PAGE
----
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BOMBERS PAVE WAY FOR WAR; Jets get `aggressive' in Iraqi no-fly zones.


BRITAIN and America are using Iraq's no-fly zones to soften up the country for war.

Senior Pentagon officials say allied jets are being more "aggressive", destroying missile launchers that could threaten invading ground troops.

Defence Secretary Geoff Hoon yesterday denied claims that "the opening shots of the second Gulf War" had already been fired.

But he admitted "more frequent patrols and a broader range of aircraft" are being used in the zones.

As Hoon spoke, it emerged that RAF and American warplanes had hit more targets in the no-fly zones.

And the first of 14 American B52 bombers were arriving at an RAF base to prepare for war.

No-fly zones were set up in northern and southern Iraq after the Gulf War to protect Kurds and Shiite Moslems from attack by Saddam Hussein.

British and US jets patrol the zones to keep Iraqi aircraft out.

The allies have always fired on Iraqi ground batteries and radar sites that threaten their planes.

But US insiders have confirmed "an aggressive shift" in strategy, with bombers now striking at Iraqi missiles and rocket launchers built purely to hit troops on the ground.

Saddam has moved such weapons up near the Kuwaiti border, where a huge invasion force is massing.

Hoon told MPs the allied jets were only defending their army comrades in Kuwait. He said: "Our forces have always been entitled to deal with threats - whether to aircraft or forces on the ground."

Shadow Defence Secretary Bernard Jenkin said the bombers were "pre-empting threats to allied ground forces in Kuwait".

And he asked Hoon: "Haven't we already seen the opening shots of the second Gulf war?"

Hoon denied that, and said there had been "no substantial change" in how the no-fly zones operated.

But Doug Henderson, one of 122 Labour MPs who rebelled over Iraq last week, said the attacks in the zones were "a slide into war".

He added: "Many will believe that is extremely provocative, at a time when there is a need to build support at the United Nations and among the people of Britain."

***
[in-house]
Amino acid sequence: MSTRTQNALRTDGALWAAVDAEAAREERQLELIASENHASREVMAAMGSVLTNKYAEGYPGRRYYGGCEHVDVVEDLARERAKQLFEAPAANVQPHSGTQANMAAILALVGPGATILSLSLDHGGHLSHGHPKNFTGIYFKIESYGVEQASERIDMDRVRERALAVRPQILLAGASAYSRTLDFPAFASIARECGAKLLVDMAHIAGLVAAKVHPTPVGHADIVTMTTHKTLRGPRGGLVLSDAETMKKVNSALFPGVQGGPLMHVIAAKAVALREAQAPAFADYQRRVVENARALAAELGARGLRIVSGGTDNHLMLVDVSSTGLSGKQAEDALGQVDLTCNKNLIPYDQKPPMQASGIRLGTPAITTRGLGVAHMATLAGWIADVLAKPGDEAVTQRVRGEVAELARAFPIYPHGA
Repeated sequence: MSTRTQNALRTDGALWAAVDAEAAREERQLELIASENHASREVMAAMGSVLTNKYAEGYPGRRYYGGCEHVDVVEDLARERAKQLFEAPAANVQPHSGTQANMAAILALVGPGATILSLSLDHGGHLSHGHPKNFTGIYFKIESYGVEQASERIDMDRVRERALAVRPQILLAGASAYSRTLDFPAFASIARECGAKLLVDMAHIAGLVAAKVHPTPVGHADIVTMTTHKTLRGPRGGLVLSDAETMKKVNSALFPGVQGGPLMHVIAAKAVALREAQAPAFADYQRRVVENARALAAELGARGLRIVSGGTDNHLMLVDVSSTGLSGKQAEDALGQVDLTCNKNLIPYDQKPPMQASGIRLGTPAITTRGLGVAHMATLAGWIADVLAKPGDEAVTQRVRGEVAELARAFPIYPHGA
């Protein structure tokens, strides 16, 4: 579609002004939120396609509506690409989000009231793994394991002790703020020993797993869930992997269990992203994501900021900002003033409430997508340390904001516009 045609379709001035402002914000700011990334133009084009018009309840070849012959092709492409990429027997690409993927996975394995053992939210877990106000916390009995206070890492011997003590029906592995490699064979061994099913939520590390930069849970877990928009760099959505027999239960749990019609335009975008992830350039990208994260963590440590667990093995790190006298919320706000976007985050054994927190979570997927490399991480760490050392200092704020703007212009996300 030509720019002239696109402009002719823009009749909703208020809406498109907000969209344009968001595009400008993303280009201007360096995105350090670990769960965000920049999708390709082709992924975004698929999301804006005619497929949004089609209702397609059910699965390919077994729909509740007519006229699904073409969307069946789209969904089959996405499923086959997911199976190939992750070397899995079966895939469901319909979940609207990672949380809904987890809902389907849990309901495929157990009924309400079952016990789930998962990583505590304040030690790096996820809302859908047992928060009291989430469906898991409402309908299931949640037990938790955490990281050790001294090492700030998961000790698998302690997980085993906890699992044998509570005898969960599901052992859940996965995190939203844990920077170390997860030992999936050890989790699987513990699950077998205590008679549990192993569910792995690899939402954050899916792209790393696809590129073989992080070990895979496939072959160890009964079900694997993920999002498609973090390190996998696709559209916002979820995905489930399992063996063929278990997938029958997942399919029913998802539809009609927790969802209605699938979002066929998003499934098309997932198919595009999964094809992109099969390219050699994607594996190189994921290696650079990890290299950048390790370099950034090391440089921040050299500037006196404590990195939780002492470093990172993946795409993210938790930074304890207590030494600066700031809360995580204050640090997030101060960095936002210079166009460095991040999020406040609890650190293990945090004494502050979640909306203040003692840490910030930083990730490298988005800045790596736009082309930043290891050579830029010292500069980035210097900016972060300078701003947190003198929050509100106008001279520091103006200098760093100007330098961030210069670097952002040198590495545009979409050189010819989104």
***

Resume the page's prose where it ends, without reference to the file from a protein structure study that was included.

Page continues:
British and American jets hit more targets in the southern no-fly zone on Monday.

US Central Command said the planes were attacked from the ground. They responded by hitting three "communications facilities" near the city of Al Kut, and an "air defence facility" near Basra.

Iraq claimed six civilians were killed and 15 wounded in the raids.

Preparations for much bigger attacks gathered pace yesterday as B52 Stratofortress bombers arrived at RAF Fairford in Gloucestershire.

Each aircraft can carry 20 cruise missiles and can also be used for carpet bombing. Three B52s working together can leave a 50-foot deep crater a mile across.

Fairford is one of few European airfields with a runway long enough for B52s. A few peace protesters watched the jets arrive.

Hoon said nearly 30,000 British servicemen and women were now in the Gulf region, and he expected a final UK force of around 45,000.

Reports said that some American troops will be under British command when the invasion begins.

It's claimed a British-led force will be asked to occupy Basra and nearby oil fields, with the 15th US Marine Expeditionary Unit joining the UK troops.

The last British officer to lead a large US force was Montgomery in World War II. Observers believe the decision on the Basra force is a reward for Tony Blair's loyal support of America over Iraq.

Some reports yesterday claimed a strike against Saddam could be as little as 10 days away.

But American strategists are having to look again at their battle plans after Turkey refused to let them launch an invasion from its land.

Generals had hoped to use Turkey to start a "second front" of more than 60,000 troops, forcing Saddam to divide his forces as the main invasion force marched from Kuwait.

But most Turks strongly oppose war and the parliament in Ankara decided by three votes to keep American ground troops out.

An offer of dollars 15billion in US aid could help the Turks change their minds in the coming days. But the US insists the war will be won with or without a second front.

Saddam yesterday kept up his bid to persuade United Nations inspectors that he really has got rid of his weapons of mass destruction.

His officials crushed six more illegal Al Samoud 2 missiles with bulldozers, taking the total number destroyed to 16 in three days. Saddam has up to 120 Al Samouds. All must be destroyed because their range is too long under UN rules.

Iraqi officials also promised a report within a week that will prove they destroyed stocks of anthrax and VX nerve gas after the 1991 Gulf War.

But Downing Street accused Saddam of playing games, and pointed out that he must give up all his terror weapons to satisfy the UN.

Chief weapons inspector Hans Blix will report to the UN on Friday on how well Iraq is co-operating.

America, Britain and Spain are then expected to table a security council resolution paving the way for war. But it is far from clear that such a motion will get enough support to pass.
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Publication:Daily Record (Glasgow, Scotland)
Geographic Code:7IRAQ
Date:Mar 4, 2003

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